Happy Birthday

Kofi Annan
Associated Press

Happy Birthday, Kofi Annan, United Nations Secretary-General and Nobel Peace Prize Recipient

April 08, 2010
by findingDulcinea Staff
Kofi Annan was the first United Nations secretary-general from a black nation, Ghana. While leading the international organization he concentrated his efforts on the AIDS epidemic in Africa as well as the on the continent’s hidden genocides. Annan’s unwavering dedication to human rights earned him a Nobel Peace Prize, among many other accolades.

Kofi Annan's Early Days

On April 8, 1939, Kofi Annan and his twin sister were born into a family prominent within Ghana’s Akan group. Both of Annan’s grandfathers were tribal chiefs, and after retiring from his position as an export manager for a cocoa company, Annan’s father became governor of Ghana’s Asante province.

In 1958, the 19-year-old began his studies at the University of Science and Technology in Kumasi, Ghana. After only a year, Annan left his university to study in the United States; he graduated from Macalester College in Minnesota in 1961 with a degree in economics. He then enrolled in graduate school in Geneva to study international affairs, and later earned a Master of Science degree at the Massachusetts Institute of Technology's Sloan School of Management.

Notable Accomplishments

In 1962, Annan began working as a budget officer for the World Health Organization, a division of the United Nations. Although he left after three years to pursue other endeavors, Annan returned to the United Nations’ New York location in 1976.

As the budget and finance controller in 1990, Annan negotiated the release of thousands of Westerners, including U.N. employees, held hostage in Iraq. Three years later, he was promoted to assistant secretary-general for peacekeeping. In 1996 Annan resolved any doubts about his abilities when he successfully oversaw the transition of peacekeeping responsibilities for Bosnia-Herzegovina.

On Jan. 1, 1997, Annan became the seventh secretary-general for the United Nations, and the first secretary-general to come from the United Nations staff.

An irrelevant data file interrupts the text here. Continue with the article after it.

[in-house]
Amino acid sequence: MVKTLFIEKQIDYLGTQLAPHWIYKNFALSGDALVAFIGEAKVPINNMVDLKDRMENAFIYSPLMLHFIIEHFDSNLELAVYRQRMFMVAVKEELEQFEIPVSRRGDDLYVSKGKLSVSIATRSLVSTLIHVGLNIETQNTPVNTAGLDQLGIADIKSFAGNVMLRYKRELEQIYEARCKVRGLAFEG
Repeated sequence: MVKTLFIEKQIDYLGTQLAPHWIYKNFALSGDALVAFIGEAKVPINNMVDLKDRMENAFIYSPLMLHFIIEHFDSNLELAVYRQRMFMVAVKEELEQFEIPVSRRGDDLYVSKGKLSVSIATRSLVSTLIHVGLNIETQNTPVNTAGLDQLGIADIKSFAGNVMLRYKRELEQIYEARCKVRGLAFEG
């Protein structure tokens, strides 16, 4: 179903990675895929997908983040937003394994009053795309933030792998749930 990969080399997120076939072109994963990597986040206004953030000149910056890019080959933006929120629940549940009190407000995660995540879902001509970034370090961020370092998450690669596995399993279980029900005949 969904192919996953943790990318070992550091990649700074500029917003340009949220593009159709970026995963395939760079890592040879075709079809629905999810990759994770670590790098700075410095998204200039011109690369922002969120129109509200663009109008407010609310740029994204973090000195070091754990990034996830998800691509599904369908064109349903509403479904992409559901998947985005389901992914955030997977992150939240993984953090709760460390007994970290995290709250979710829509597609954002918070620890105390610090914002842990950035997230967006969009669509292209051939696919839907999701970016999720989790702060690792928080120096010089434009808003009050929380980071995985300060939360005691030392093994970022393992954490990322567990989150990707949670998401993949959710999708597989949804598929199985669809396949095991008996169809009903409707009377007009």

Although his term saw its ups and downs, Annan focused his efforts on human rights issues. He helped establish the Peacebuilding Commission and the Human Rights Council, he brought worldwide attention to the HIV/AIDS epidemic, and he helped to earn some $1.5 billion for the Global AIDS and Health Fund. Although he was unable to negotiate with Saddam Hussein, he relentlessly fought for a cease-fire between Israelis and Palestinians.

The Rest of the Story

During his time as the secretary-general of the United Nations, Kofi Annan received several awards, including the Nobel Peace Prize in 2001 and the John F. Kennedy Library Profile in Courage Award in 2002. In his speech upon receiving the Nobel Peace Prize, Annan expressed his views of the role of the United Nations: "Beneath the surface of states and nations, ideas and languages, lies the fate of the individual human beings in need. Answering their needs will be the mission of the United Nations in the century to come."

Always a well-respected figure in his home country of Ghana, there was even a Web site aimed at trying to encourage Kofi Annan to run for president of Ghana in 2008, although he did not run.

Since the end of his second term as secretary-general in January of 2007, Kofi Annan has stayed close to the United Nations Organization. In October 2007 the United Nations Foundation announced that Annan would be joining the group’s board of directors.

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